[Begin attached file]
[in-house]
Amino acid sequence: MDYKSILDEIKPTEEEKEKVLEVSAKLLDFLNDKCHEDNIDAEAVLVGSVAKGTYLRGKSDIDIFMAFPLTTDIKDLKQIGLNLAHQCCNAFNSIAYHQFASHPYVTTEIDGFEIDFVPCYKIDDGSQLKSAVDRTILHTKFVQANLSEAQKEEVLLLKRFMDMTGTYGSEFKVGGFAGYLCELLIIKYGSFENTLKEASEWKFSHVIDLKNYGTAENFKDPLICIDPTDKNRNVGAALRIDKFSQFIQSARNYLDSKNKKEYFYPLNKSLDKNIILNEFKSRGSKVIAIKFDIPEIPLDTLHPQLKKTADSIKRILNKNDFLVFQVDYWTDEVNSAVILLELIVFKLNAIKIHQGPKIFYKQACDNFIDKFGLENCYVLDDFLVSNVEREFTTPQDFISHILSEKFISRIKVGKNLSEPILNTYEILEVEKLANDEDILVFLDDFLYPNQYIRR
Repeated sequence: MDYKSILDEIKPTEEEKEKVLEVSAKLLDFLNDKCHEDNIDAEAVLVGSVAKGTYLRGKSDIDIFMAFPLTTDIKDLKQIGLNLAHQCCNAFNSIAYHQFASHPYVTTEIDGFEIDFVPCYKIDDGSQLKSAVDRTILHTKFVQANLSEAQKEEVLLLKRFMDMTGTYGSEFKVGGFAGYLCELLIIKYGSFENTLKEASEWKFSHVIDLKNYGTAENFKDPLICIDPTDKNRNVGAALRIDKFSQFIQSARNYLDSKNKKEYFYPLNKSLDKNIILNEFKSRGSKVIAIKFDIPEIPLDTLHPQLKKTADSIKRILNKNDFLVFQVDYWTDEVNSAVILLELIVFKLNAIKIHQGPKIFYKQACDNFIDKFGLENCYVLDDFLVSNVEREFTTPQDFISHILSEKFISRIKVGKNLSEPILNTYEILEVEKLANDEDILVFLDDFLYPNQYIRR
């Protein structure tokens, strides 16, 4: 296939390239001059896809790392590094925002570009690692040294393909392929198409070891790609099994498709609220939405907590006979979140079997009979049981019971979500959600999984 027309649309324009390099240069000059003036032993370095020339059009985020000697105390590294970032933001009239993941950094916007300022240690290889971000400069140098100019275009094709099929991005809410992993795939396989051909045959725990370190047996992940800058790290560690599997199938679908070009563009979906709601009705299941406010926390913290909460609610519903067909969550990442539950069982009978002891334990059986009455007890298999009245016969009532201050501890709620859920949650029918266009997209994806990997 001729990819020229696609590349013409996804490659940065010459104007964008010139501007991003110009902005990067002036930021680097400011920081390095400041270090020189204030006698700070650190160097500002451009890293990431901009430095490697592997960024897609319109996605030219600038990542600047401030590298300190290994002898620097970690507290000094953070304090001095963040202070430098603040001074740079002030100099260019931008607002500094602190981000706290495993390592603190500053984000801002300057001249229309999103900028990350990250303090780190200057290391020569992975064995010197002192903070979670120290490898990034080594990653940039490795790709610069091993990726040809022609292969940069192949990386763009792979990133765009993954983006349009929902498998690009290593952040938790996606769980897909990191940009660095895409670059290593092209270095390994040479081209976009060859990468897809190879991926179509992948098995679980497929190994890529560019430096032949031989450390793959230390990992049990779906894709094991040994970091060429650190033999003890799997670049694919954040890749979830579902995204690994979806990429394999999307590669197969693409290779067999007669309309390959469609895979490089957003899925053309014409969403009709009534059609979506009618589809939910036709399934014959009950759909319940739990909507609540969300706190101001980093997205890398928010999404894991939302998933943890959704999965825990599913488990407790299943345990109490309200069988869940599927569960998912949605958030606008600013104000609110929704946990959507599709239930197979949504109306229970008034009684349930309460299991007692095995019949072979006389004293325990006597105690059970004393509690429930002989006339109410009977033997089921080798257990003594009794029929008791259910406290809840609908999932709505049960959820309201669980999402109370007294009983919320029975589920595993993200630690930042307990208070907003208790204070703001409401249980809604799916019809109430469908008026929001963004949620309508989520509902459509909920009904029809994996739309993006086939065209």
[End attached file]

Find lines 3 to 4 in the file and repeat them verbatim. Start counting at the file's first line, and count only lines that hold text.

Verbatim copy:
Repeated sequence: MDYKSILDEIKPTEEEKEKVLEVSAKLLDFLNDKCHEDNIDAEAVLVGSVAKGTYLRGKSDIDIFMAFPLTTDIKDLKQIGLNLAHQCCNAFNSIAYHQFASHPYVTTEIDGFEIDFVPCYKIDDGSQLKSAVDRTILHTKFVQANLSEAQKEEVLLLKRFMDMTGTYGSEFKVGGFAGYLCELLIIKYGSFENTLKEASEWKFSHVIDLKNYGTAENFKDPLICIDPTDKNRNVGAALRIDKFSQFIQSARNYLDSKNKKEYFYPLNKSLDKNIILNEFKSRGSKVIAIKFDIPEIPLDTLHPQLKKTADSIKRILNKNDFLVFQVDYWTDEVNSAVILLELIVFKLNAIKIHQGPKIFYKQACDNFIDKFGLENCYVLDDFLVSNVEREFTTPQDFISHILSEKFISRIKVGKNLSEPILNTYEILEVEKLANDEDILVFLDDFLYPNQYIRR
């Protein structure tokens, strides 16, 4: 296939390239001059896809790392590094925002570009690692040294393909392929198409070891790609099994498709609220939405907590006979979140079997009979049981019971979500959600999984 027309649309324009390099240069000059003036032993370095020339059009985020000697105390590294970032933001009239993941950094916007300022240690290889971000400069140098100019275009094709099929991005809410992993795939396989051909045959725990370190047996992940800058790290560690599997199938679908070009563009979906709601009705299941406010926390913290909460609610519903067909969550990442539950069982009978002891334990059986009455007890298999009245016969009532201050501890709620859920949650029918266009997209994806990997 001729990819020229696609590349013409996804490659940065010459104007964008010139501007991003110009902005990067002036930021680097400011920081390095400041270090020189204030006698700070650190160097500002451009890293990431901009430095490697592997960024897609319109996605030219600038990542600047401030590298300190290994002898620097970690507290000094953070304090001095963040202070430098603040001074740079002030100099260019931008607002500094602190981000706290495993390592603190500053984000801002300057001249229309999103900028990350990250303090780190200057290391020569992975064995010197002192903070979670120290490898990034080594990653940039490795790709610069091993990726040809022609292969940069192949990386763009792979990133765009993954983006349009929902498998690009290593952040938790996606769980897909990191940009660095895409670059290593092209270095390994040479081209976009060859990468897809190879991926179509992948098995679980497929190994890529560019430096032949031989450390793959230390990992049990779906894709094991040994970091060429650190033999003890799997670049694919954040890749979830579902995204690994979806990429394999999307590669197969693409290779067999007669309309390959469609895979490089957003899925053309014409969403009709009534059609979506009618589809939910036709399934014959009950759909319940739990909507609540969300706190101001980093997205890398928010999404894991939302998933943890959704999965825990599913488990407790299943345990109490309200069988869940599927569960998912949605958030606008600013104000609110929704946990959507599709239930197979949504109306229970008034009684349930309460299991007692095995019949072979006389004293325990006597105690059970004393509690429930002989006339109410009977033997089921080798257990003594009794029929008791259910406290809840609908999932709505049960959820309201669980999402109370007294009983919320029975589920595993993200630690930042307990208070907003208790204070703001409401249980809604799916019809109430469908008026929001963004949620309508989520509902459509909920009904029809994996739309993006086939065209």